Sunday, 22 November 2015

Port Salford Greenway Phase 2

Salford Council are consulting on phase 2 of the Salford Greenway.

Plans showing the proposed phase two improvements are on display at Winton and Worsley libraries until Friday 27 November 2015.

There will be a drop in session at each library where you can discuss the proposals with the team:

Winton Library: 4.30pm to 6.30pm, Monday 23 November.
Worsley Library: 4.30 to 6.30pm, Thursday 26 November.

More details at

Clean City Programme: Sites for public cycle stands across Manchester

As part of a new Clean City programme Manchester City Council is planning on installing new cycling parking across the city and they would like your help to identify suitable sites for around 1,000 public cycle parking clusters.

They say they also have some funding to install innovative cycle parking. So if you have any suggestions of locations or types of cycle parking that would fall in to this category, please let us know by completing the online form.

The council will generally favour locations suitable for clusters of cycle stands or in some cases ‘toast racks’ rather than single racks and say they are best installed where there is a good light and good natural surveillance, not tucked away out of sight.

Some local organisations made separate Clean City bids for bike parking, and these locations are being considered as part of this project. Manchester City Council has already identified locations to install a significant number of cycle parking stands in St Peter’s Square, following a great deal of feedback on twitter and from this blog.

The form can be completed online at - ends 22nd December.

Saturday, 21 November 2015

Portland Street - is this Manchester's most dangerous cycle lane?

Now the Portland Street roadworks are beginning to subside the damage done to cycle access to this part of the city center is becoming clear. Here are a series of photographs I took this morning whilst walking along Portland street. They are all in sequence and show just how dangerous this new section of cycle lane really is.

Any sensible person would keep well to the right at this point and hold the centre of the traffic lane, but anyone tempted to ride in the cycle lane at this point is putting them in severe danger of ending up under a bus. We told TfGM just how inadequate their proposals for cycling along Portland Street were, but they totally ignored us and changed nothing.

Here you see one bus in the bus stop whilst a second pulls up.

Then a third bus stops completely blocking the cycle lane.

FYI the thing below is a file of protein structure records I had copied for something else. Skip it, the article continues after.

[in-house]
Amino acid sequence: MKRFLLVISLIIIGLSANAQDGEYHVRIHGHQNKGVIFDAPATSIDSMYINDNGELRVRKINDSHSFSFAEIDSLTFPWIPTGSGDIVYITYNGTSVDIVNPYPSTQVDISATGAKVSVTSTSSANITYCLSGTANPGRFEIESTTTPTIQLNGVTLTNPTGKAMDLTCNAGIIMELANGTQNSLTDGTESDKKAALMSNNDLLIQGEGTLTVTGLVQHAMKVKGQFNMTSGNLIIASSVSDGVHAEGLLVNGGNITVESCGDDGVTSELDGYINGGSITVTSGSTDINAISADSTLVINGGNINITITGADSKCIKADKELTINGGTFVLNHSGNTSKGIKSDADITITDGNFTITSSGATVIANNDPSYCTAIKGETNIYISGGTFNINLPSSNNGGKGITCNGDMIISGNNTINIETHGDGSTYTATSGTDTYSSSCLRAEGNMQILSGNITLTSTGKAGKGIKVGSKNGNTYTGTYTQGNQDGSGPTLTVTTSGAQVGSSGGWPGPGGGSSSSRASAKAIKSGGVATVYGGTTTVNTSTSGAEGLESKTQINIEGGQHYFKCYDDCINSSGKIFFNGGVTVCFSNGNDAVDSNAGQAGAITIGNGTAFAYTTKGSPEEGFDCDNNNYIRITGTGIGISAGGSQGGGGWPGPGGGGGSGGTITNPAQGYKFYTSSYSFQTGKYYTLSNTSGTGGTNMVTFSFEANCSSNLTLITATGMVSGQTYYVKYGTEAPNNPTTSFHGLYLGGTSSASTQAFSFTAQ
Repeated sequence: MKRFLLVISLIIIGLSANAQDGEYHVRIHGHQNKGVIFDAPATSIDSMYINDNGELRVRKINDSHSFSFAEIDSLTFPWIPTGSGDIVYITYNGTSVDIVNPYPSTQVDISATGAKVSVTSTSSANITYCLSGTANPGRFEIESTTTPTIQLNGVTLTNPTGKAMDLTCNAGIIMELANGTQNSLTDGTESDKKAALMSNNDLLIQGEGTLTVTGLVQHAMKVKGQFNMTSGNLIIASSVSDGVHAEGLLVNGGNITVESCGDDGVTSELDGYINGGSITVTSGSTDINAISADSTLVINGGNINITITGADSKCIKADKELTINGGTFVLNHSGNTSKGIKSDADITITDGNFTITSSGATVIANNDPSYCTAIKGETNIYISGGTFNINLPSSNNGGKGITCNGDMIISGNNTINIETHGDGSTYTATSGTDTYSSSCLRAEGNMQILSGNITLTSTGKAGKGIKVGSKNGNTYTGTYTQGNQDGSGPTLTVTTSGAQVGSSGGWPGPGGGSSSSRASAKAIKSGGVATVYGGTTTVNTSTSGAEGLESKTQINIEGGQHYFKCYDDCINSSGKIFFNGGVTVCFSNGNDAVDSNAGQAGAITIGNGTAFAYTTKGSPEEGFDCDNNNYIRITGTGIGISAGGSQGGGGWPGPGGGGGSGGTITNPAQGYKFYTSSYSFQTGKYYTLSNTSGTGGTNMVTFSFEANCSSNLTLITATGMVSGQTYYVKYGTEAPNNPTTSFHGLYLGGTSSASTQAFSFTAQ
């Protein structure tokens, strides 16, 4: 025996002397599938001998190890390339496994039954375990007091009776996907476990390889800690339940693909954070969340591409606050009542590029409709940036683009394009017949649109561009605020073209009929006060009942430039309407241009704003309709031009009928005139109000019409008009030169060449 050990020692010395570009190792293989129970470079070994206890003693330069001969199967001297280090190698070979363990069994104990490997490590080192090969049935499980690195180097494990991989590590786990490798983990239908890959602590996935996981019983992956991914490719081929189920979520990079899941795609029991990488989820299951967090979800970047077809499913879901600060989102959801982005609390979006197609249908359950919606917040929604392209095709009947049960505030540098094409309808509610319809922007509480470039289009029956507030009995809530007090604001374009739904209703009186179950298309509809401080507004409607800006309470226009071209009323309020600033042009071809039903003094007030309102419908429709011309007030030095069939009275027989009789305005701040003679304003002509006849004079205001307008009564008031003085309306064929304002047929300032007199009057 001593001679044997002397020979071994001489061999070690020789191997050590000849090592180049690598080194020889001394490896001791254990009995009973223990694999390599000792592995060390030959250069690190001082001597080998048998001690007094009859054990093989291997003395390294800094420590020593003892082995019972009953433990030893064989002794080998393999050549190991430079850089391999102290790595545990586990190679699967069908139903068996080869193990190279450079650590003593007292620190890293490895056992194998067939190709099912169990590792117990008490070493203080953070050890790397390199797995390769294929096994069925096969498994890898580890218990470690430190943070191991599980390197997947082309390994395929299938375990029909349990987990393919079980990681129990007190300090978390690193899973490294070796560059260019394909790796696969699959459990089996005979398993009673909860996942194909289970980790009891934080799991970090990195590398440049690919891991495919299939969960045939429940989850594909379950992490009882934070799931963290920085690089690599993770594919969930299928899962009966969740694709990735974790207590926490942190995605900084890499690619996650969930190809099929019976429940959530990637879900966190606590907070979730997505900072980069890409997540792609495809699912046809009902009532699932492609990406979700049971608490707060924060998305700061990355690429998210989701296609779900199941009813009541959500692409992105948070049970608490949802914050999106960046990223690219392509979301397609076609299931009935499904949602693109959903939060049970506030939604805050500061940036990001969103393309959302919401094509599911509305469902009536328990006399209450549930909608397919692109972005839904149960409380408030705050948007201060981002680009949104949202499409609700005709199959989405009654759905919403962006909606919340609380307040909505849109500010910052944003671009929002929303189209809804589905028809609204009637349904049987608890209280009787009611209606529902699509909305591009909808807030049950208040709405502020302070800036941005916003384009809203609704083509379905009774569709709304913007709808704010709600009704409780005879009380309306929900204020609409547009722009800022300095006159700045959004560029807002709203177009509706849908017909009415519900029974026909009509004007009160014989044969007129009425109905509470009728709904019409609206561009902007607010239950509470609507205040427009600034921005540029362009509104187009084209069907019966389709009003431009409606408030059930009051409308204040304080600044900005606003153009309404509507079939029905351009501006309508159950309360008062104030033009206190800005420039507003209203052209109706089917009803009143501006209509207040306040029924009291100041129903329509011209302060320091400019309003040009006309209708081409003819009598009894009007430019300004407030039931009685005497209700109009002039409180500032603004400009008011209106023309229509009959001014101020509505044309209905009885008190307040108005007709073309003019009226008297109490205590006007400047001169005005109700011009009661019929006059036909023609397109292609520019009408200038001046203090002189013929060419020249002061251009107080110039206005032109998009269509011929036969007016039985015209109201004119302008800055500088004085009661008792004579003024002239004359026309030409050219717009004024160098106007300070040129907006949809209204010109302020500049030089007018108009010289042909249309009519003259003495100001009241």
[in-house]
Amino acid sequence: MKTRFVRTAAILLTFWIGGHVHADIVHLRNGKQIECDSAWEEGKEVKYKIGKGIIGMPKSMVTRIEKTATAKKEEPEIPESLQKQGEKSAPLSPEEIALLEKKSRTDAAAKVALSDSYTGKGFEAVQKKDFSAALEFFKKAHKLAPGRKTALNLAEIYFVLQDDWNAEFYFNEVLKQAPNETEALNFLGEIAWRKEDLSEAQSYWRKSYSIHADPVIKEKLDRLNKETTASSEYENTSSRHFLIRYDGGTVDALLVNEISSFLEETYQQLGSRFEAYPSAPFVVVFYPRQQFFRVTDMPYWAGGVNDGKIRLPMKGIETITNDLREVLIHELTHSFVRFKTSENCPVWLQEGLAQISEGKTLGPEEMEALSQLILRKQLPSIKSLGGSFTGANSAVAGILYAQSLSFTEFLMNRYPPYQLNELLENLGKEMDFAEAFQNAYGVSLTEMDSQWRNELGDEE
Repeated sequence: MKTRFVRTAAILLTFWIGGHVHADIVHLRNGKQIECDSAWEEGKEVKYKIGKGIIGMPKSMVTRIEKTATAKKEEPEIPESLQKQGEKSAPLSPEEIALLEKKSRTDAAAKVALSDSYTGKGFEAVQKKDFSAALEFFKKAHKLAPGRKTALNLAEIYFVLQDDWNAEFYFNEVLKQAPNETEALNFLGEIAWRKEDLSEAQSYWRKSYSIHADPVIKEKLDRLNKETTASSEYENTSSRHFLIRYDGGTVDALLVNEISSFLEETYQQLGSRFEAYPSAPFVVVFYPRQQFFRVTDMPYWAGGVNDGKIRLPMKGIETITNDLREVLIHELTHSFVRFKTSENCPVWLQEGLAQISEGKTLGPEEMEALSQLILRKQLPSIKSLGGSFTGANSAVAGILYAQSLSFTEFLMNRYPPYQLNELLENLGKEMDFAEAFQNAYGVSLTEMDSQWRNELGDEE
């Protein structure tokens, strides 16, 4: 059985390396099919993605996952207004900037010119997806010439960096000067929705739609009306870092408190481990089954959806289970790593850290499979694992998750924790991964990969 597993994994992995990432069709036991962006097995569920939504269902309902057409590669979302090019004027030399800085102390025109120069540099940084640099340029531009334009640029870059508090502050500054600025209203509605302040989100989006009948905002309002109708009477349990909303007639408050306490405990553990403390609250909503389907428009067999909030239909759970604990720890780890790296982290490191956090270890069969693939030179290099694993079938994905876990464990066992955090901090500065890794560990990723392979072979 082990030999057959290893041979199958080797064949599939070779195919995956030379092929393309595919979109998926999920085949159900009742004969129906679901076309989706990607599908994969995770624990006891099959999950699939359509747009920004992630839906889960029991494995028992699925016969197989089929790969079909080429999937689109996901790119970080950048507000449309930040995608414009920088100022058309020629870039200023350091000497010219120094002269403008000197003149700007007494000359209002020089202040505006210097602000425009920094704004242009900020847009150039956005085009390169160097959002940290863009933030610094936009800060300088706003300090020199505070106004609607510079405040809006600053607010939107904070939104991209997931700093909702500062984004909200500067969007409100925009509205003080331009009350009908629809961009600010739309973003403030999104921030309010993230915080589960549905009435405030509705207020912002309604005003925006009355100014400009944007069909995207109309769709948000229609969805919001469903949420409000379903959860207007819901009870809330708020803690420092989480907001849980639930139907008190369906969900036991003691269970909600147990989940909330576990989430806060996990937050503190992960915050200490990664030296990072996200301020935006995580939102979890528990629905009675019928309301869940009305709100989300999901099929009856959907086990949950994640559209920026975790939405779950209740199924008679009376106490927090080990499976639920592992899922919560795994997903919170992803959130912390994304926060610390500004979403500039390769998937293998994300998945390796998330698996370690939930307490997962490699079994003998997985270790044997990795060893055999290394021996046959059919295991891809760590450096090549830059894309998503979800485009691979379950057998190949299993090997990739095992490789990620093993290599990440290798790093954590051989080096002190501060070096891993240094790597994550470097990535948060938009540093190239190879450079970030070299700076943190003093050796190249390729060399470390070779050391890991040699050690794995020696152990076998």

And a fourth bus then covers up the cycle lane completely. Note the warning to cyclists not to pass a bus on the left hand side!

The buses all then pull away

but continue to block the cycle lane

and do so even as they cross the traffic lights.

The sequence then repeats a few moments later

Just imagine trying to cycle through this!

When looked at from the other direction you can see how buses held at the lights on pulling out of the bus stop also block the cycle lane.

And yes you can see this dreadful design in the original publicity video.

The engineer who designed this should be forced to cycle up and down Portland Street on a busy Saturday morning until they work out the error of their ways.

Sunday, 15 November 2015

Castlefield Utilities/Cycle Bridge Scheme Update...

Back in February I took a look at the progress of the Castlefield Utilities/Cycle Bridge Scheme and following my FoI request to Manchester City Council I discovered that it had not been built to the plans submitted to Manchester City Council. Apparently my request triggered a flurry of activity to try and sort the mess out.

Then a couple of months ago I went to a public PR exercise by the Network Rail Northern Programme at MOSI about the Ordsall Chord. There I was told that work was going to take place to fix the problems that had been highlighted by Salford and Manchester Councils and these works would be completed by 14th October and on that date Princes Street bridge would be closed and demolition would begin...

So works on the Ordsall Chord are already running over a month late as Princes Bridge is still open.

Though works have taken place on the Salford side.

On Trinity Way southbound, the cycle lane is now subsumed into the pavement before the junction.